I’m very proud to post my 8 year-old grand-daughter’s school project on my blog. Their class did an enactment and discussion of a famous story. In Part 1 the Lesson Objective was: “To imitate a story beginning.” and write down what they remembered about their lesson a few days later..
Her teacher’s comment on Part 1: “Well done. You have remembered all of this word for word.” and a 🙂
Part 1 – The Adventures of Princess Amber
Once upon a time, in a far-far away land, there lived a beautiful, but determined princess. She lived in a fairy-tale castle with only her devoted donkey for company. She got fed up and decided to go out and find herself a handsome prince.
The next morning, after a nice cup of tea, they set off. First they came to a dark, dark forest. Enormous trees silently watched the travellers – their gnarled and twisted fingers reaching into the darkness. Donkey shuddered. Suddenly an owl hooted and even the princess felt scared. Evil faces seemed to peer at them from behind every tree. Nervously Donkey clung onto the princess. Eventually they merged into the light.
They looked at each other and stammered, ‘Let’s n . . . not d . . . do that again!’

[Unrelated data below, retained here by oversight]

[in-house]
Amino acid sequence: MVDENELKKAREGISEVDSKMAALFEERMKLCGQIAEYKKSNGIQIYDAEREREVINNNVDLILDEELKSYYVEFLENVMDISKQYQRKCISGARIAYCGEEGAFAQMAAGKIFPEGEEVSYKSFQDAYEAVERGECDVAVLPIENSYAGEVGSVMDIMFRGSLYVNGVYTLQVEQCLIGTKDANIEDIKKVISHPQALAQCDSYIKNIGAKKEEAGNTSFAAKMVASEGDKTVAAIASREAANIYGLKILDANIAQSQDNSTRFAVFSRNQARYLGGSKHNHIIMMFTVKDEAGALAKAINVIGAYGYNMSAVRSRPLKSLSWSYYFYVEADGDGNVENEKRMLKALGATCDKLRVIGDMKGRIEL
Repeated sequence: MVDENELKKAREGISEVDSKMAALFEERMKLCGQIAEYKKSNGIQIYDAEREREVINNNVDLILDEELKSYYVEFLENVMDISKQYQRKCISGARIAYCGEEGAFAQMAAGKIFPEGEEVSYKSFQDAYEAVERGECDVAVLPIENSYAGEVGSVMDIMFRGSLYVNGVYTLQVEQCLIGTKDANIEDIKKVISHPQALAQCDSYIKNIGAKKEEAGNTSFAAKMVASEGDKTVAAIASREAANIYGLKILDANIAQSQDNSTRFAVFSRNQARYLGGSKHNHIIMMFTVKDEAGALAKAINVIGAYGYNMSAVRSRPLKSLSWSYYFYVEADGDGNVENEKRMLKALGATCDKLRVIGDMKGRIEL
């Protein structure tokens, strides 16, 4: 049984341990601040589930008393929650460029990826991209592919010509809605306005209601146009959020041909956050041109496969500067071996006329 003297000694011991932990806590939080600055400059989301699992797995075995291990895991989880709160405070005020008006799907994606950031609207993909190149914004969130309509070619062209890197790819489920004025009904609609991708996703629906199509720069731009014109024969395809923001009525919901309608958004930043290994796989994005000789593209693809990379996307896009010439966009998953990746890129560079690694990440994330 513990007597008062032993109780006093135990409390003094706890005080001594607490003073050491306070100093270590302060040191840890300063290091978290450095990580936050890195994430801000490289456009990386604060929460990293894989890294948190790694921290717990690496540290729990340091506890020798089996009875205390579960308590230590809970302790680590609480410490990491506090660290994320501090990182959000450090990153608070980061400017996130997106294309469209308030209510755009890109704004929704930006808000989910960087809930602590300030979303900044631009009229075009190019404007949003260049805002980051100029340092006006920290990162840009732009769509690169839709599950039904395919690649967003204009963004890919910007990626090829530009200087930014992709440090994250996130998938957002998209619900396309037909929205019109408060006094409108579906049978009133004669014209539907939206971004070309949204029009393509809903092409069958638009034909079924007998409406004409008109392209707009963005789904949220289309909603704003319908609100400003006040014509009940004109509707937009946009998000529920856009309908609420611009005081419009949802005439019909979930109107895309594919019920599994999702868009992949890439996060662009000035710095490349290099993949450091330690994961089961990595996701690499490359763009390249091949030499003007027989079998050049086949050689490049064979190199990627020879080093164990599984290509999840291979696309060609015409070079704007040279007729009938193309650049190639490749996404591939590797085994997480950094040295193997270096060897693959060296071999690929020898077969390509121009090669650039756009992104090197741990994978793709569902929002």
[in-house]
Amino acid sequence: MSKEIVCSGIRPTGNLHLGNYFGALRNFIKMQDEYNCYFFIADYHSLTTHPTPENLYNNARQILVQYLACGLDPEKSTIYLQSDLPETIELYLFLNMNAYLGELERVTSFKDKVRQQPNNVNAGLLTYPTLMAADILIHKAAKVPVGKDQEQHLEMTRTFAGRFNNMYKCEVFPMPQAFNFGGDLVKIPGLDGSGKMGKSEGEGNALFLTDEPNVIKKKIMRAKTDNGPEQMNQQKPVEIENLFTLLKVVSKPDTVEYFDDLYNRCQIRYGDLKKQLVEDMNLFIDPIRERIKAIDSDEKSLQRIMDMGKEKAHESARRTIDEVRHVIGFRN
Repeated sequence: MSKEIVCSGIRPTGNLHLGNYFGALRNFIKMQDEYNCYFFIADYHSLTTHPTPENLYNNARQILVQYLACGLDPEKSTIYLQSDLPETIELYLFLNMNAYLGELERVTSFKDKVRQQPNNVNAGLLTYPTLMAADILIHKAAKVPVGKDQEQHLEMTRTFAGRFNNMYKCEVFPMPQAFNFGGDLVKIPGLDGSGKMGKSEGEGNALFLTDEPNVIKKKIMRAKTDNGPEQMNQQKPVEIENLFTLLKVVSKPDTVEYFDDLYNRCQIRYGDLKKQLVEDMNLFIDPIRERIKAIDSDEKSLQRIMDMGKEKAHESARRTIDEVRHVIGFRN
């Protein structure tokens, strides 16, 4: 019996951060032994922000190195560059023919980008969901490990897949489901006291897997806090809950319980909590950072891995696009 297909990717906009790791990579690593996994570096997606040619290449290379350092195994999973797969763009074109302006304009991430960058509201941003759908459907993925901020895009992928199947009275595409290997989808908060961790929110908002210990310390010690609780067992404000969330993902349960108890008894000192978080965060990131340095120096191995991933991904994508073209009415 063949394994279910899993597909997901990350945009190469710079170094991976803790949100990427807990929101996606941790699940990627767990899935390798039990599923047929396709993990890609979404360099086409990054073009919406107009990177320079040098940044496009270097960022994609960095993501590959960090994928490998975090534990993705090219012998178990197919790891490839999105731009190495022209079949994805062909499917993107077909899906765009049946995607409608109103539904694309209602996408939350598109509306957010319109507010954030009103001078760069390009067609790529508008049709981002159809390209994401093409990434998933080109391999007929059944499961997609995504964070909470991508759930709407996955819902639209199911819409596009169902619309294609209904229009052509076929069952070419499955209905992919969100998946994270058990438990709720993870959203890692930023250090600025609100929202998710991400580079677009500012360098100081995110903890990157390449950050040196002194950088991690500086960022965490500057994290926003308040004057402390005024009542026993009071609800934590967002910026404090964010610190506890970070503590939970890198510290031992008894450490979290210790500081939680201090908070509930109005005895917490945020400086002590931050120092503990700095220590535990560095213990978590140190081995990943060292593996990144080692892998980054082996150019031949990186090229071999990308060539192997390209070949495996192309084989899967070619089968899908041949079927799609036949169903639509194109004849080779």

The next part of the assignment was: “To write the middle of a story.” Here then, follows her own imaginative tale. Her descriptive language was noted for example: “layered with sheets of white” reached into the cloudy sky . . .”
Part 2 – The Adventures of Princess Amber
Enormous mountains layered with sheets of white reached into the cloudy sky. Donkey slowly stuck his foot into a pitch black hole and pulled himself up. The whirling winds seemed to howl like ravenous wolves. A blizzard was forming, blinding the princess momentarily. Suddenly an icicle fell. Gradually the air got thinner and thinner, and breathing got harder and harder. In between the mist and clouds, Donkey saw a marvellous sight . . . a rainbow with his shadow in it! As if from nowhere, a twisted path appeared.
‘I guess we won’t be needing the compass!’ exclaimed Princess Amber.
She was wrong. A strong breeze made icicles appear from Donkey’s nose and tail. Slowly the slippery path began to fade into an icy, cold hailstorm. The snow was at least 10 feet high and believe me, it was scary. Luckily for Donkey, he was being carried by the Princess (so they could see where they were going!) Then something terrible happened. Donkey gazed down into a bottomless ravine, sending both intrepid travellers tumbling down! Donkey gasped for breath as a hand pulled them out by his collar. Soon afterwards they got to the top of the steep mountain. Luckily for them, the princess had brought a sled. They were off!
In the next part he noted an alliteration: “shifting sand”. And I was amazed to read that her teacher commended her for writing a short sentence for “effect” – “The sun blazed down.”
There were a few places which raised a question; “was the story too modern for a ‘traditional’ tale?” For example, when the donkey was ‘being carried by the princess’, as well as the place where they reached a ‘rubber-ducky bridge that smelled of chlorine’, but I felt both instances were justified and highly imaginative!
Part 3 – The Adventures of Princess Amber